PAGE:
The Gospel reading today begins with a saying from Jesus, “I have come to set the earth on fire, and how I wish it were already blazing!” (Luke 12:49), and concludes with an admonition about the consequences of taking Jesus’ teachings seriously. (Luke 12:51-53)
If read on the campus of a primary, secondary or post-secondary educational institution today’s Gospel passage would require a trigger warning for the benefit of those who live in tense households or suffer from pyrophobia.
The saying, “I have come to set the earth on fire, and how I wish it were already blazing!” (Luke 12:49), is usually understood as an example of biblical apocalyptic: the allegorical use of fantastical images. Apocalyptic is a common element in many Scriptural texts. If this saying is an example of apocalyptic, then Jesus is using fire as an allegory for the radical transformation that will be offered to human nature through his sacrificial death on the Cross.
Jesus saw himself as ushering in a new age of reconciliation between God and God’s People. (Luke 13:28-30) He conceded that not all people would welcome or embrace his message. (Luke 12:51-53) Despite the possibility of conflict with those who would reject the Gospel message, Jesus expected his disciples to be agents for positive change. (Luke 10:1-12)
I’d like to make a suggestion about how we can put Jesus’ words into action. It is a cultural taboo in this country to talk about politics in church, even though politicians have no compunction about discussing religion during their campaign speeches. I’m going to take the risk of violating the taboo this morning.
Jesus’ expectation that his disciples act as catalysts for positive change in the world seems to be at least permission for us to apply our beliefs to the choices we make as voters. Further, given all of their rhetoric about religious beliefs, it is reasonable to expect candidates for public office to apply their religious beliefs to their responsibilities as elected officials. Therefore, I have this advice for voters, candidates and those who are elected: try thinking about someone other than yourself.
Jesus repeatedly commanded his disciples to put others first in their lives. He did this for two simple reasons. First, God is present to us in all our experiences, particularly in our experiences of other people. Secondly, in the Scriptures God shows preference for the poor and powerless. Jesus’ command to consider the needs of others seems like an obvious perspective to apply to our political choices and actions.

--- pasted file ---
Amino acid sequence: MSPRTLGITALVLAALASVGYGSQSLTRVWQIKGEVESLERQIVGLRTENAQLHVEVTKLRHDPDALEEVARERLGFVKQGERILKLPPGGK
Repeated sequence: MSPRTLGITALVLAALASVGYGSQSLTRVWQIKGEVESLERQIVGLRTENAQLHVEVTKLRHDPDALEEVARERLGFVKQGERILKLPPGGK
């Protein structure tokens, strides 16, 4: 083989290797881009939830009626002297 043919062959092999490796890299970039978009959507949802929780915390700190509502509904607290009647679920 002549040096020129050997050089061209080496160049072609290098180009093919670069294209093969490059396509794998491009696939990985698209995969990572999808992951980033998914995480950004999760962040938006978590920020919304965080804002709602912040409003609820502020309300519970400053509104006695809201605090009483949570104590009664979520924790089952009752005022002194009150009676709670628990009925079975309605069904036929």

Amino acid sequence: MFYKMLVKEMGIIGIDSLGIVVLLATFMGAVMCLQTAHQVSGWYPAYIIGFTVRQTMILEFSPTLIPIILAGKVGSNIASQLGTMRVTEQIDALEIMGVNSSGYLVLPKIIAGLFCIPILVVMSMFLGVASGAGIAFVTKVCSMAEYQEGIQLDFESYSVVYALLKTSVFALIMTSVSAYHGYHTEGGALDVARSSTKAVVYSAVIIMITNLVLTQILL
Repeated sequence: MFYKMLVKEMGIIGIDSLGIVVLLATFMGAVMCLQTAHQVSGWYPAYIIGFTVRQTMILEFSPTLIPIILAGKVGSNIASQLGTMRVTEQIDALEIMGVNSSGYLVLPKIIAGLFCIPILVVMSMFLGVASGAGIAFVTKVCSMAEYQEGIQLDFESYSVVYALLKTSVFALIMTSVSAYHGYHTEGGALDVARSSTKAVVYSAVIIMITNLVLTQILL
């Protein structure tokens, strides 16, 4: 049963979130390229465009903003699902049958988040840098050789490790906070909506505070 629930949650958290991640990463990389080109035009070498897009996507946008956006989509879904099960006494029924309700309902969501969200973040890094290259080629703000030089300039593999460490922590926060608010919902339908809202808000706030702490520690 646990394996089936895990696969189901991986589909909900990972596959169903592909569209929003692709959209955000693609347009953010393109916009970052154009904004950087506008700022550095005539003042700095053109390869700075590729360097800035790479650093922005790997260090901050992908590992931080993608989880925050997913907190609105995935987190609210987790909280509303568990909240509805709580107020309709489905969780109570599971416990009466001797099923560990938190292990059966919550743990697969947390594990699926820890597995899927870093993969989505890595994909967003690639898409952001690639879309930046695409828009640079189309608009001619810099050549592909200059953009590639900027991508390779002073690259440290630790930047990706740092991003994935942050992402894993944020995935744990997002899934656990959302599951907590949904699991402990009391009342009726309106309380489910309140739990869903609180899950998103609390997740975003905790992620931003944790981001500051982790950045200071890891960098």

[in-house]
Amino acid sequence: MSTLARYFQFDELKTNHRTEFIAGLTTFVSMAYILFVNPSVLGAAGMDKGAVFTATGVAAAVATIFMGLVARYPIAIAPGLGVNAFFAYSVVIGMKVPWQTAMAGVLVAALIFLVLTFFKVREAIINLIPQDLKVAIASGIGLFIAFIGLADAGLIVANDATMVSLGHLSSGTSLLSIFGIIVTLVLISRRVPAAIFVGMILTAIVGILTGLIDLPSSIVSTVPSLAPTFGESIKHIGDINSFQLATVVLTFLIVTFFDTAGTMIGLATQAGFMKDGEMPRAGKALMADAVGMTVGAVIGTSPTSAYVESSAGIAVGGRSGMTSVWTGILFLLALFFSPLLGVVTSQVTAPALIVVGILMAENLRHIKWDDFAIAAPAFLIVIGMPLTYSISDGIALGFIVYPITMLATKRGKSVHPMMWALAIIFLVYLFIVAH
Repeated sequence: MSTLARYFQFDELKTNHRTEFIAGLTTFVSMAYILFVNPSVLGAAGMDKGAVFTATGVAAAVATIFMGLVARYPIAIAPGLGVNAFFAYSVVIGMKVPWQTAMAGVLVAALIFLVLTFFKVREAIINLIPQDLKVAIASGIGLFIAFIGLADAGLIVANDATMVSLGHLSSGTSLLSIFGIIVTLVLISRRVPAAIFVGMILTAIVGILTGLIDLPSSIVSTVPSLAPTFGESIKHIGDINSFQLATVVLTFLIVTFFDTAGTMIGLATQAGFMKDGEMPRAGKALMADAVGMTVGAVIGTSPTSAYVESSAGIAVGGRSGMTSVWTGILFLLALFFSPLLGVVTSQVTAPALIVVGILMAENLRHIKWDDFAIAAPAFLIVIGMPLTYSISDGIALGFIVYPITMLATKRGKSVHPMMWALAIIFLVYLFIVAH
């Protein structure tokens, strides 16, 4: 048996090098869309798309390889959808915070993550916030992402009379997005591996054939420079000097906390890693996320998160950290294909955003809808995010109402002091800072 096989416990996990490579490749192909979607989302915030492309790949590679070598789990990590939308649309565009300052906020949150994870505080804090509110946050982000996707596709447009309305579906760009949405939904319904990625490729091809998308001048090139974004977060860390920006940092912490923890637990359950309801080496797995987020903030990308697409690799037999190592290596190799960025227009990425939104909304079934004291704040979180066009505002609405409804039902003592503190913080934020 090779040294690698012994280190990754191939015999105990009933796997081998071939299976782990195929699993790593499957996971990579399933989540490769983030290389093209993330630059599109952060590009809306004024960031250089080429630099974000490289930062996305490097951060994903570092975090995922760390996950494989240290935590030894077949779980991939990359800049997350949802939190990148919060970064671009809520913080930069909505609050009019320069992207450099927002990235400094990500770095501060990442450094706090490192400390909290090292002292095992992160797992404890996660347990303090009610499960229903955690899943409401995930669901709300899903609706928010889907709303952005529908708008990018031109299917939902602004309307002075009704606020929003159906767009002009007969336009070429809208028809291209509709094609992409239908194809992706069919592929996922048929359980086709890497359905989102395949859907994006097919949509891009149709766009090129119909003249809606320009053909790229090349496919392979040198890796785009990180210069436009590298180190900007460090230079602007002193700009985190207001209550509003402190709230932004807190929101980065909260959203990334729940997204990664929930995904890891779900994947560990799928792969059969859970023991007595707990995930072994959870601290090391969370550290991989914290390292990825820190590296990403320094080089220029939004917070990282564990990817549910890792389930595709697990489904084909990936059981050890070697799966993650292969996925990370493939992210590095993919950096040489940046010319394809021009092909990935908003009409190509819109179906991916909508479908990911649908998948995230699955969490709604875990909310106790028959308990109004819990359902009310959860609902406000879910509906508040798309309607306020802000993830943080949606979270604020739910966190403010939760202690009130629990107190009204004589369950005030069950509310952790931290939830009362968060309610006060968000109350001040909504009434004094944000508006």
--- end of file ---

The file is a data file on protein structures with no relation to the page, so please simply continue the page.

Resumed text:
I am not suggesting that anyone should change their party affiliation or political views. I am suggesting that candidates for public office should, at the very least, treat other people with the same respect they would like to receive from others.
I am also suggesting that voters take to heart Jesus’ teaching. If you are a rabid liberal who thinks that government should provide you with every possible social benefit free of charge, I’m not asking you to give up your sense of entitlement. I am merely suggesting that you consider others ahead of yourself.
On the other hand, if you are a doomsday-prepping arch-conservative who would gladly deport anyone who isn’t directly related to you, I am not asking you to temper your misanthropy. I am only suggesting that you do no more than consider the well-being of others.
In this country we love to think of ourselves as individualistic and self-sufficient, but the truth is that none of us can survive without all the rest of society. Appended to the saying about lighting a fire on the earth is a saying about the divisions that will arise as a result of Jesus’ disciples choosing to follow his commands. (Luke 12:51-53) Most people today cringe when hearing these words of Jesus. None of us want to be estranged from family and friends. This is because none of us are as individualistic and self-sufficient as we claim.
Jesus’ teaching might truly disrupt many of our relationships, if we take his teaching to heart. The idea that we should consider the well-being of others might well earn us the scorn of the society in which we live. It is extremely counter-cultural to suggest that we should consider others’ needs above our own, but it is also the heart of Jesus’ teaching.
To follow Jesus’ teaching faithfully requires much more than merely “being nice.” To be a faithful disciple of Jesus requires much more than acting innocuously or doing no harm to others. Fulfilling God’s will in our lives might cause some distress to demagogues who want simple solutions to all personal and social problems, but authentic faith in Jesus allows no half-way measures or compromises. I recommend that all of you take the risk of giving compassionate consideration to the needs of someone other than yourself; it might lead to the radical transformation of your life and the whole world.